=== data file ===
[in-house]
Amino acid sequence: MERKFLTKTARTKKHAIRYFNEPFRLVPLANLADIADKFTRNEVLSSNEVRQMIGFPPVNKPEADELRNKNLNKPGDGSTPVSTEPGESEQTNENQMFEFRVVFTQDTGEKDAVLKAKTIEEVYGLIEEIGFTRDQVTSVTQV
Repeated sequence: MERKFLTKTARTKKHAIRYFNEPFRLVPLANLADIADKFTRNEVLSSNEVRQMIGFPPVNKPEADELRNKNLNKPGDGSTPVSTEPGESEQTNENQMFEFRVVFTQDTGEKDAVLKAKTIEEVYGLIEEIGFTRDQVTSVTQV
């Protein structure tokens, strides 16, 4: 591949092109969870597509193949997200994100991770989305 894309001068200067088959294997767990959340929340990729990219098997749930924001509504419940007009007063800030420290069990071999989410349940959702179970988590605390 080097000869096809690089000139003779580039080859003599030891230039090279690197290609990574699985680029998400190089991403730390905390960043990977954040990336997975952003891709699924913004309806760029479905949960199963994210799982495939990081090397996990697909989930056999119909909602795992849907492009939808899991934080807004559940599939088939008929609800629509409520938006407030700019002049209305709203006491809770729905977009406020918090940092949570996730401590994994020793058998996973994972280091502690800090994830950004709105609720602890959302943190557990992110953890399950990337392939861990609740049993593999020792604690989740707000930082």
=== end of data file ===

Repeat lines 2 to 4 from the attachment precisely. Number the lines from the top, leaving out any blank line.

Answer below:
Amino acid sequence: MERKFLTKTARTKKHAIRYFNEPFRLVPLANLADIADKFTRNEVLSSNEVRQMIGFPPVNKPEADELRNKNLNKPGDGSTPVSTEPGESEQTNENQMFEFRVVFTQDTGEKDAVLKAKTIEEVYGLIEEIGFTRDQVTSVTQV
Repeated sequence: MERKFLTKTARTKKHAIRYFNEPFRLVPLANLADIADKFTRNEVLSSNEVRQMIGFPPVNKPEADELRNKNLNKPGDGSTPVSTEPGESEQTNENQMFEFRVVFTQDTGEKDAVLKAKTIEEVYGLIEEIGFTRDQVTSVTQV
């Protein structure tokens, strides 16, 4: 591949092109969870597509193949997200994100991770989305 894309001068200067088959294997767990959340929340990729990219098997749930924001509504419940007009007063800030420290069990071999989410349940959702179970988590605390 080097000869096809690089000139003779580039080859003599030891230039090279690197290609990574699985680029998400190089991403730390905390960043990977954040990336997975952003891709699924913004309806760029479905949960199963994210799982495939990081090397996990697909989930056999119909909602795992849907492009939808899991934080807004559940599939088939008929609800629509409520938006407030700019002049209305709203006491809770729905977009406020918090940092949570996730401590994994020793058998996973994972280091502690800090994830950004709105609720602890959302943190557990992110953890399950990337392939861990609740049993593999020792604690989740707000930082």